The influence of Methylphenidate on the development of the forensically significant blow fly Chrysomya chloropyga (Diptera: Calliphoridae) in the Western Cape Province

Master Thesis


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University of Cape Town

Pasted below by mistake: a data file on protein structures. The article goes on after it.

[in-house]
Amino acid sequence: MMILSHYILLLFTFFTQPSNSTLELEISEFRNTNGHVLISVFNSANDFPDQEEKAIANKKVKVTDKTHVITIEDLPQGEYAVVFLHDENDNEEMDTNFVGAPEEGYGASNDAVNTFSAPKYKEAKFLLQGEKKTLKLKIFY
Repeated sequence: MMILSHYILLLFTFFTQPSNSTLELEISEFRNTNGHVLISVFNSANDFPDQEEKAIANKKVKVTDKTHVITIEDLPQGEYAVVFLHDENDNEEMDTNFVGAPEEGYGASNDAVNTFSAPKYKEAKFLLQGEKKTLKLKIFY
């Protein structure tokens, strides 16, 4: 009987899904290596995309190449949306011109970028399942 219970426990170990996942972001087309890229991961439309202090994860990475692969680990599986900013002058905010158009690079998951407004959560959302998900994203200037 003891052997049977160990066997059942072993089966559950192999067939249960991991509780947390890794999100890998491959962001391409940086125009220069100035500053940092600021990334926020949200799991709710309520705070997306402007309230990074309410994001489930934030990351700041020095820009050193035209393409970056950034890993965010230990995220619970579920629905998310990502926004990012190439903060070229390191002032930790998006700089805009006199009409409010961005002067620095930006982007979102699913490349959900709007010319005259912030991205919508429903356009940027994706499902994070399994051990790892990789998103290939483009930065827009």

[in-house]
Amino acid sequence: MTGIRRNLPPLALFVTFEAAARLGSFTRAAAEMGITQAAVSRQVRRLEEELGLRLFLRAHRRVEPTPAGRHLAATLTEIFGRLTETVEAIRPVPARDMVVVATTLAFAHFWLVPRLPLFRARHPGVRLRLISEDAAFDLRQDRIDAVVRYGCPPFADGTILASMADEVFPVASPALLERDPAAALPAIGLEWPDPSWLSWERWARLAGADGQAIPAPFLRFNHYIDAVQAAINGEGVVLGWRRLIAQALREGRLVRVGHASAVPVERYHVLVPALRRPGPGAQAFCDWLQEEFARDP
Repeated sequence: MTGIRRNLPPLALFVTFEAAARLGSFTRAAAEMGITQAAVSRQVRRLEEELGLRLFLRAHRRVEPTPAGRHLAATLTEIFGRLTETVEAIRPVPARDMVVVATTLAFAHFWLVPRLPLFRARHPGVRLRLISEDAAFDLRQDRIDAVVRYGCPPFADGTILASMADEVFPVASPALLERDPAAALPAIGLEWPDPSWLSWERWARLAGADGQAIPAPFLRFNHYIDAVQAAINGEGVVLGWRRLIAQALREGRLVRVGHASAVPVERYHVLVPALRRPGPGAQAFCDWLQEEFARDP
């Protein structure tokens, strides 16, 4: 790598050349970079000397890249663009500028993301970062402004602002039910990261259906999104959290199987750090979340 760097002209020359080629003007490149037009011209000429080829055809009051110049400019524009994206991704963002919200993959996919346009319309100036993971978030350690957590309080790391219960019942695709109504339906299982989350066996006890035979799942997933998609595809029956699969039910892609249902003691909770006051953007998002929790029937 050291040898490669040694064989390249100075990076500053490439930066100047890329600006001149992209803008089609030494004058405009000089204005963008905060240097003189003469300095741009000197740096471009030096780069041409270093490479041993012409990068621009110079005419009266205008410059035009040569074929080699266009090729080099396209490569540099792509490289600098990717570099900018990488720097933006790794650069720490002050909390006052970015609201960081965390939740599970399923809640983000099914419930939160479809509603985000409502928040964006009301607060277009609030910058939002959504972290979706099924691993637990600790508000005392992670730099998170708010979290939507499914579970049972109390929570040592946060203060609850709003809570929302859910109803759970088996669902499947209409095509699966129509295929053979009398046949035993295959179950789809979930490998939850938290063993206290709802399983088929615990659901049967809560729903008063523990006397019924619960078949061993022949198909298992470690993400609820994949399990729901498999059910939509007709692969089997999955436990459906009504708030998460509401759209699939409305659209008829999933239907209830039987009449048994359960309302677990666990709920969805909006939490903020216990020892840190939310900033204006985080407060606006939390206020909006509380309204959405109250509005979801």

Forensic entomologists rely on insect development and successional data to estimate the post-mortem interval (PMI). Ante-mortem drug use prior to an individual's death may result in drug transmission to feeding insects and subsequent alteration of their development, thereby altering PMI estimates. This study investigated the influence of Ritalin (methylphenidate hydrochloride) (MPH) on the development of Chrysomya chloropyga. C. chloropyga larvae were reared on pig liver treated with MPH and exhibited a trend of expedited larval development and prolonged pupal development. Conservatively, the results suggest that MPH may expedite the larval stage by up to 17 hours and prolong the pupal stage by up to 16 hours. These preliminary findings suggest that, at the concentration investigated, MPH may alter the duration of C. chloropyga developmental stages, and consequently PMI estimates if MPH is not detected or its effects not considered. Furthermore, MPH was detected in both frozen and ethanol preserved specimens. MPH could still be detected from treated larvae, after 3.5 days incubation at ~30°C. This may suggest an improved stability of MPH in insects. Moreover, detection of MPH from ethanol preserved specimens suggests the qualitative toxicological utility of specimens maintained in this preservation liquid, despite stability and self-extraction concerns. These are the first entomotoxicological data on MPH generated for blow flies local to the Western Cape, South Africa.